Maimonides explains in one of his responsa that “the dye with which women dye their hands for adornment, known in Arabic as al-hinna” is acceptable for use and does not constitute a barrier for ritual immersion in the miqva (and a number of other Spanish rabbis rule similarly, including Shlomo ben Aderet and Menahem Me’iri); but elsewhere he criticizes the practice of having grooms wear henna for their wedding, and young boy dancers performing with henna and women’s adornments, even “in public, in the synagogues, in the midst of the congregation and community of Israel,” which he sees as violating the biblical prohibition on cross-dressing. 

Henna appears in Hebrew and Arabic poetry as a symbol of the beloved’s beauty, and sometimes even symbolizes their cruelty — their red hennaed fingers seem stained from the blood of the lovers they are ignoring. Interestingly, both boys and girls are described in these poems as having hennaed fingers.

Unfortunately after the expulsion from Spain in 1492 henna fell under the purview of the Inquisition, and was strongly discouraged as a symbol of Muslim or Jewish identity. The Sephardi Jews who fled to North Africa or the Ottoman Empire continued to use henna, and they continued to use the Old Spanish name for it, alhenya

See here, here, here, and here for some more discussion. Let me know if you have more questions!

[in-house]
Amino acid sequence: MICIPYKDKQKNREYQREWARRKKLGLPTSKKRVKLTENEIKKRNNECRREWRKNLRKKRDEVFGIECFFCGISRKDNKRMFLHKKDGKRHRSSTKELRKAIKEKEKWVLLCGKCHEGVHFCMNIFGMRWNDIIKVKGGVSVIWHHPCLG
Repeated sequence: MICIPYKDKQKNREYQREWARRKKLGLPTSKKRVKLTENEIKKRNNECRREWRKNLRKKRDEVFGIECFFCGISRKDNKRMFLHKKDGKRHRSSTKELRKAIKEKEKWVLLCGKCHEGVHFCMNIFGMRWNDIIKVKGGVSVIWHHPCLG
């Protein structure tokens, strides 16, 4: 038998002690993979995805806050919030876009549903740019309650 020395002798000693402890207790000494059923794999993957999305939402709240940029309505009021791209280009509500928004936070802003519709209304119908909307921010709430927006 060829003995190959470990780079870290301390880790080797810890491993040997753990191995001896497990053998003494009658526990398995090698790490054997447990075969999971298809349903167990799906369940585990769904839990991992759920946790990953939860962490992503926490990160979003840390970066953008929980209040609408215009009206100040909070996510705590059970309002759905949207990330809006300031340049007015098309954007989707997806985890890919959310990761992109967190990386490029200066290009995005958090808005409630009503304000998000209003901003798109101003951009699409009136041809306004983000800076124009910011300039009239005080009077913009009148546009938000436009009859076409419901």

A Espania

A ti, Espania bienquerida
nosotros “madre” te llamamos
y, mientras toda nuestra vida, 
tu dulce lingua no dejamos.

Aunque tú nos desterraste
como madrastra de tu seno,
no estancamos de amarte
como santísimo terreno.

En que dejaron nuestros padres
a sus parientes enterrados
y las cenizas de millares
de tormentados y quemados.

Por tí nosotros conservamos
amor filial, país glorioso
por consiguiente te mandamos
nuestro saludo caluroso.


Abraham Aharon Kappon 

(Poema tradicional sefardí/Traditional Sephardic poem)

Index of Religions

After a couple of hours, the list of every religion/tradition on this blog has been edited and reorganized alphabetically and geographically (excluding Abrahamic & Dharmic religions). If you have any corrections or would like to see a tradition that is not listed here, please feel free to ask! (And if it’s a correction, please be polite.)

The official blog page can be found here!

Abrahamic Religions:

  • Judaism
    -Orthodox (Hasidic)
    -Conservative
    -Reformed
    -Reconstructionist
    -Kabbalah (Mysticism)